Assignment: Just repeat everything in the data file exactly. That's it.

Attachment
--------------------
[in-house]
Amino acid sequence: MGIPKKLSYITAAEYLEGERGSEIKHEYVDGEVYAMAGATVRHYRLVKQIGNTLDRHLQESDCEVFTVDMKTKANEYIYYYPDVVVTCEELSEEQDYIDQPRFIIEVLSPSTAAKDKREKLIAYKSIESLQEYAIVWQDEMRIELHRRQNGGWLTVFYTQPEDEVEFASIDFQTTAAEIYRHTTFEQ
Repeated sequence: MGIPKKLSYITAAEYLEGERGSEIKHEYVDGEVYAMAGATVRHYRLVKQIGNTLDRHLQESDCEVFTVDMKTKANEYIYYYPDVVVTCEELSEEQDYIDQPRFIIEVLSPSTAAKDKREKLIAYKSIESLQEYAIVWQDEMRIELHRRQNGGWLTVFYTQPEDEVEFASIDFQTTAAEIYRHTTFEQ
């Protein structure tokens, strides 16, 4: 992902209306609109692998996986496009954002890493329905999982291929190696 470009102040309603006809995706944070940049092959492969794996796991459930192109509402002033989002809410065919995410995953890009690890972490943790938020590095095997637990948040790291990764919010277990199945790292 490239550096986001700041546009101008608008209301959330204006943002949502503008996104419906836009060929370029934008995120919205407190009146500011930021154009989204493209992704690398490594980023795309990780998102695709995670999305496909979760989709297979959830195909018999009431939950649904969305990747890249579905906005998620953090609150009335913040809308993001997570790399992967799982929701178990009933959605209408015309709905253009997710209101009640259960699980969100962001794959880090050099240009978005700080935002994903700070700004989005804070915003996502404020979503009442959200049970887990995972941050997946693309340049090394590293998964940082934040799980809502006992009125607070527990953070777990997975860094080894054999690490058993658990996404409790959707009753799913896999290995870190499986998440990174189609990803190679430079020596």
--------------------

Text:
[in-house]
Amino acid sequence: MGIPKKLSYITAAEYLEGERGSEIKHEYVDGEVYAMAGATVRHYRLVKQIGNTLDRHLQESDCEVFTVDMKTKANEYIYYYPDVVVTCEELSEEQDYIDQPRFIIEVLSPSTAAKDKREKLIAYKSIESLQEYAIVWQDEMRIELHRRQNGGWLTVFYTQPEDEVEFASIDFQTTAAEIYRHTTFEQ
Repeated sequence: MGIPKKLSYITAAEYLEGERGSEIKHEYVDGEVYAMAGATVRHYRLVKQIGNTLDRHLQESDCEVFTVDMKTKANEYIYYYPDVVVTCEELSEEQDYIDQPRFIIEVLSPSTAAKDKREKLIAYKSIESLQEYAIVWQDEMRIELHRRQNGGWLTVFYTQPEDEVEFASIDFQTTAAEIYRHTTFEQ
């Protein structure tokens, strides 16, 4: 992902209306609109692998996986496009954002890493329905999982291929190696 470009102040309603006809995706944070940049092959492969794996796991459930192109509402002033989002809410065919995410995953890009690890972490943790938020590095095997637990948040790291990764919010277990199945790292 490239550096986001700041546009101008608008209301959330204006943002949502503008996104419906836009060929370029934008995120919205407190009146500011930021154009989204493209992704690398490594980023795309990780998102695709995670999305496909979760989709297979959830195909018999009431939950649904969305990747890249579905906005998620953090609150009335913040809308993001997570790399992967799982929701178990009933959605209408015309709905253009997710209101009640259960699980969100962001794959880090050099240009978005700080935002994903700070700004989005804070915003996502404020979503009442959200049970887990995972941050997946693309340049090394590293998964940082934040799980809502006992009125607070527990953070777990997975860094080894054999690490058993658990996404409790959707009753799913896999290995870190499986998440990174189609990803190679430079020596």